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Care home slammed over OAP’s death

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A WIGAN care home where a frail dementia patient died after being found collapsed in a pool of blood needs reviewing, an inquest has ruled.

Assistant coroner Kevin McLoughlin criticised the owners of Dean Wood Manor at Orrell for not sending a director to testify and ordered Mimosa Healthcare draws up a scheduled report.

His order came after Jean Aspey, 72, who was a resident at the home, died in Wigan Infirmary last summer just days after staff discovered her bleeding on the floor in her wheelchair. It was speculated that she was pushed over by another resident.

The court heard that the report should ensure the safety of the residents living in close proximity of other dementia patients who are known to be aggressive.

It should particularly focus on staffing levels and the possible introduction of CCTV in public areas at the home.

Spokesman and area manager for Mimosa Healthcare, Donna Baker, who has only been in the role for six weeks, agreed that she would welcome an increase in staff. This would be to ensure that there was more time spent with residents, especially those who need extra support, she said.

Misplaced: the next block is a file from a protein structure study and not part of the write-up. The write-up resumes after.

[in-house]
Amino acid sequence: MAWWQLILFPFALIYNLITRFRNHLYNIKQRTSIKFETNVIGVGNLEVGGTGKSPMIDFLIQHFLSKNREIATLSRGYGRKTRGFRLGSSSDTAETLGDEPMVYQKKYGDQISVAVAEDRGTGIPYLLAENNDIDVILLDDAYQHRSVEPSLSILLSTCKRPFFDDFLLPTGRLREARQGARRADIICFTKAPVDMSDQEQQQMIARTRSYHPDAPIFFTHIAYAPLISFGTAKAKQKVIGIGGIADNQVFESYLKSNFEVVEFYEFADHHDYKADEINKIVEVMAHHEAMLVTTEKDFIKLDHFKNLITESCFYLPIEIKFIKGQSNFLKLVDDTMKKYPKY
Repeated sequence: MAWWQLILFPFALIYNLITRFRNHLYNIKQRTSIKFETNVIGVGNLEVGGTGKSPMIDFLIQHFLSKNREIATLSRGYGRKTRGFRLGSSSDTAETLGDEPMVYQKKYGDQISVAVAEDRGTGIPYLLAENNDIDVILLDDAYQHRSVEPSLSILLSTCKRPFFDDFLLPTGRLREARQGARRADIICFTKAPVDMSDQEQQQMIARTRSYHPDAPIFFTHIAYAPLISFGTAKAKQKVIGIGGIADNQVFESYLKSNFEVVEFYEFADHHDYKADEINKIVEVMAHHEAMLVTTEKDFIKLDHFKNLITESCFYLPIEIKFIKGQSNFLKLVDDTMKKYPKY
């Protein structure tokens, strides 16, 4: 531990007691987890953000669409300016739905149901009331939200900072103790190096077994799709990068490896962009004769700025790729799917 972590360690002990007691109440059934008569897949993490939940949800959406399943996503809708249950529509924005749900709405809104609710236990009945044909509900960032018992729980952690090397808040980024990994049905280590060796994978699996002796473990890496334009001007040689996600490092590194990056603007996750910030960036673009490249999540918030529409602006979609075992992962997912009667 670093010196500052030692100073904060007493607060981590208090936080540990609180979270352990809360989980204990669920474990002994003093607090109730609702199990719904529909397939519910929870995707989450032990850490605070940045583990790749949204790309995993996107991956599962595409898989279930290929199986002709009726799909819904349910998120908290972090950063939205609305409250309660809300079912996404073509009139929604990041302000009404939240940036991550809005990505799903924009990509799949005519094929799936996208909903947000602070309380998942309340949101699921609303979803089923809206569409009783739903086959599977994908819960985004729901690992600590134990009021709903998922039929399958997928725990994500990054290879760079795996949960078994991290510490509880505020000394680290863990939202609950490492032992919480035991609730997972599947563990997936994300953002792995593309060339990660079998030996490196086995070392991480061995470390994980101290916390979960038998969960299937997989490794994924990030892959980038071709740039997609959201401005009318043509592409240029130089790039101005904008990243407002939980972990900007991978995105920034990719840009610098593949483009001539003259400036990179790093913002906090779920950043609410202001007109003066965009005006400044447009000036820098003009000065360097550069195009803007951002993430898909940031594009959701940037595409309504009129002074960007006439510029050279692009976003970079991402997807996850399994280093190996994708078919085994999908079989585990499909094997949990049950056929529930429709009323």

Having only been employed in that position of responsibility for such a short space of time, Ms Baker found it difficult to comment on the details of case.

And Mr McLoughlin told the hearing at Bolton Coroner’s Court: “I find it astonishing that someone of director level hasn’t attended this inquest. With no director present at an inquest and to send somebody who hasn’t been in the role long must provide an insight as to the importance the company places on a fatality. It is singularly unimpressive.”

The court had earlier heard how Mrs Aspey was left in a lounge at the home while a carer cleared away her dinner plates.

The pensioner had been strapped to her specially assigned chair by care worker Michelle Gee for safety.

It was to help her sit up straight as she tended to lean to one side as a result of her illness.

The court was told that there were two other residents, who were only identified as Mr A and Mr B throughout the hearing, in the lounge with Mrs Aspey at the time of the incident.

Carer and laundry assistant Anne Fairhurst told the court that although Mr A was sometimes known to be aggressive she left him alone for a few minutes in the room.

She said she acted on “instinct” to leave him while she fetched his tea as he had been lethargic that day.

After the incident Mr B was described by the staff as being more agitated than usual.

Under the home’s guidelines, Mr A should have been under observation by staff at all times, while Mr B should have been seen every 30 minutes.

Staff told the court it was unlikely she would have fallen by herself.

Recording anarrative verdict, assistant coroner, Kevin McLoughlin, said: “I offer my sincere sympathies to the family.”

 
 
 

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